The Who – My Generation

More of The Who

More Debut Recordings of Interest

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  • My Generation IS BACK and sounds better than we ever thought was possible, with KILLER Shootout Winning Triple Plus (A+++) grades or close to it on both sides of this vintage MONO import pressing – exceptionally quiet vinyl too
  • This incredible copy was just BIGGER and RICHER than just about every other we played, with rock energy to beat them all
  • If you want to hear this music EXPLODE out of the speakers and come to life the way The Who wanted you to, this record will do the trick
  • The right stampers make all the difference on this title – the average copy of this later pressing is hardly worth the vinyl it’s pressed on (we know, we’ve learned about them the hard way)
  • “An explosive debut, and the hardest mod pop recorded by anyone. [T]he Who never surpassed the pure energy level of this record”

We recently finished a shootout for this record and this copy blew away the competition. Some tracks do sound better than others, but that’s par for the course with this kind of material. On the best songs, it had all the top-end, bass and presence that was missing from other copies. I’ve never heard these songs sound better than they do here.

This vintage-but-far-from-original UK Mono pressing has the kind of Tubey Magical Midrange that modern records can barely BEGIN to reproduce. Folks, that sound is gone and it sure isn’t showing signs of coming back. If you love hearing INTO a recording, actually being able to “see” the performers, and feeling as if you are sitting in the studio with the band, this is the record for you. It’s what vintage all analog recordings are known for — this sound.

If you exclusively play modern repressings of vintage recordings, I can say without fear of contradiction that you have never heard this kind of sound on vinyl. Old records have it — not often, and certainly not always — but maybe one out of a hundred new records do, and those are some pretty long odds.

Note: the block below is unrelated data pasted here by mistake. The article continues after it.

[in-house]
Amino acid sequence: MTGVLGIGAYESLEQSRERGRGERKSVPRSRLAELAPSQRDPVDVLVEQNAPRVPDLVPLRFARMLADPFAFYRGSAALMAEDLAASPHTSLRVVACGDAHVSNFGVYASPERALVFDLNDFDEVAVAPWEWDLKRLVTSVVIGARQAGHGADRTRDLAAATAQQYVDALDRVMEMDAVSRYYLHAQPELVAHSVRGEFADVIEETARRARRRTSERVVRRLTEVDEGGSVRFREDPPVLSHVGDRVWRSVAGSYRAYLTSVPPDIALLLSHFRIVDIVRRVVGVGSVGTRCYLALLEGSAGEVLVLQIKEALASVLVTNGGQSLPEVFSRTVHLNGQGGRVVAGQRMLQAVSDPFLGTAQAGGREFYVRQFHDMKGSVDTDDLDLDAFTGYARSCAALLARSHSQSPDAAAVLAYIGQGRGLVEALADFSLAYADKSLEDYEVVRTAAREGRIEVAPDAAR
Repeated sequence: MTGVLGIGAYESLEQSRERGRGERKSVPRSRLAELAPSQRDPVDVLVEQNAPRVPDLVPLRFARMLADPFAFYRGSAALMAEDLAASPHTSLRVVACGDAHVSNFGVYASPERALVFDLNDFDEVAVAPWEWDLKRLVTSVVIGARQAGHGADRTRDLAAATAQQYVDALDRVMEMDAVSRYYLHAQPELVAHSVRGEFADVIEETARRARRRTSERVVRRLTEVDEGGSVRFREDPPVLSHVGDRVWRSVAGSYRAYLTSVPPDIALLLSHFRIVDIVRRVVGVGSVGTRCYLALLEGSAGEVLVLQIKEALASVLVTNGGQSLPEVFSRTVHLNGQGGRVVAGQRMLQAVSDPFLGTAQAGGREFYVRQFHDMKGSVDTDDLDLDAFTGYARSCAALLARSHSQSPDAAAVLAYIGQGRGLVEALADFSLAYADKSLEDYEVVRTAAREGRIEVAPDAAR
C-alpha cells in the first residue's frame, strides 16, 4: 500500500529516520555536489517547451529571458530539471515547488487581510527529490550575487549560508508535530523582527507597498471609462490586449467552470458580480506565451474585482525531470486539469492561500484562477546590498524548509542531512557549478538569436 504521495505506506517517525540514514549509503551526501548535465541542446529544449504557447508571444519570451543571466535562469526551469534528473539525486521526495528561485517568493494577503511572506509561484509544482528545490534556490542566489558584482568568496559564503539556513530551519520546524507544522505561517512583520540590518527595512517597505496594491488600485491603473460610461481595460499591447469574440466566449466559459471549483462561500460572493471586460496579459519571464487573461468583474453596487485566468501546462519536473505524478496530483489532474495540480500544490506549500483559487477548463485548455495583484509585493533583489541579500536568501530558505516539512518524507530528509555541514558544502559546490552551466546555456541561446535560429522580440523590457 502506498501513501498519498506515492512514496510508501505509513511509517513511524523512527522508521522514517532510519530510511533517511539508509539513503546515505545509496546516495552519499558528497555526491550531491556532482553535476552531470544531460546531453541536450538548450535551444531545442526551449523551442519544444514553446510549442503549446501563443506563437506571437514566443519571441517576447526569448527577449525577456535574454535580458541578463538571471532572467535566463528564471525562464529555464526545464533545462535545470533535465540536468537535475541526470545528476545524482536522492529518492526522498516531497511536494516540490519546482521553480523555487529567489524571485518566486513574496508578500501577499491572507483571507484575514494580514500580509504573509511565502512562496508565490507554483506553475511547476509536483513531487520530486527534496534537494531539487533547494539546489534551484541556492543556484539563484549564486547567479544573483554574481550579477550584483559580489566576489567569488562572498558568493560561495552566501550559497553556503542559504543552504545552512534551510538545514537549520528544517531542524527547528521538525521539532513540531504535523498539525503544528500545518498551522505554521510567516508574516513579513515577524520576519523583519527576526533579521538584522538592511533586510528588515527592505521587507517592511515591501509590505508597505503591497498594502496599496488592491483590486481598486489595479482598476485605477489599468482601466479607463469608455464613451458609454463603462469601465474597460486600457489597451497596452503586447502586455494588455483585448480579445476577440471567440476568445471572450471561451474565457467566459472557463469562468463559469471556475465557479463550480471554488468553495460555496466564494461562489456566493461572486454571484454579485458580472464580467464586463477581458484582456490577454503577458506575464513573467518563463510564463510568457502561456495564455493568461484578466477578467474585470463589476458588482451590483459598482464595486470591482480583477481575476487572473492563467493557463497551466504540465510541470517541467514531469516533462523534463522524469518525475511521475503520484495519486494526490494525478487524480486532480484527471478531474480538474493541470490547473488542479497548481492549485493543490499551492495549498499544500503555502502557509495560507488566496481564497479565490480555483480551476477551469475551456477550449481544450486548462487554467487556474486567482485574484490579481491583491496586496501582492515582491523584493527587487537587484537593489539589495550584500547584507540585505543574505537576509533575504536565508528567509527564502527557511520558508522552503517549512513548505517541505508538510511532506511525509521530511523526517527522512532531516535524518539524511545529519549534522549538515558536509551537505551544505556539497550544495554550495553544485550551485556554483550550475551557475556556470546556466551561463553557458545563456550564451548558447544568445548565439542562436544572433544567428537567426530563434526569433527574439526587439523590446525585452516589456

What The Best Sides Of My Generation Have To Offer Is Not Hard To Hear

  • The biggest, most immediate staging in the largest acoustic space
  • The most Tubey Magic, without which you have almost nothing. CDs give you clean and clear. Only the best vintage vinyl pressings offer the kind of Tubey Magic that was on the tapes in 1965
  • Tight, note-like, rich, full-bodied bass, with the correct amount of weight down low
  • Natural tonality in the midrange — with all the instruments having the correct timbre
  • Transparency and resolution, critical to hearing into the three-dimensional studio space

No doubt there’s more but we hope that should do for now. Playing the record is the only way to hear all of the qualities we discuss above, and playing the best pressings against a pile of other copies under rigorously controlled conditions is the only way to find a pressing that sounds as good as this one does.

What We’re Listening For On My Generation

  • Energy for starters. What could be more important than the life of the music?
  • Then: presence and immediacy. The vocals aren’t “back there” somewhere, lost in the mix. They’re front and center where any recording engineer worth his salt would put them.
  • The Big Sound comes next — wall to wall, lots of depth, huge space, three-dimensionality, all that sort of thing.
  • Then transient information — fast, clear, sharp attacks, not the smear and thickness so common to these LPs.
  • Tight punchy bass — which ties in with good transient information, also the issue of frequency extension further down.
  • Next: transparency — the quality that allows you to hear deep into the soundfield, showing you the space and air around all the instruments.
  • Extend the top and bottom and voila, you have The Real Thing — an honest to goodness Hot Stamper.

TRACK LISTING

Side One

Out In The Street
I Don’t Mind
The Good’s Gone
La-La-La-Lies
Much Too Much
My Generation

Side Two

The Kids Are Alright
Please Please Please
It’s Not True
I’m A Man
A Legal Matter
The Ox

AMG  Review

An explosive debut, and the hardest mod pop recorded by anyone. At the time of its release, it also had the most ferociously powerful guitars and drums yet captured on a rock record. While the execution was sometimes crude, and the songwriting not as sophisticated as it would shortly become, the Who never surpassed the pure energy level of this record.

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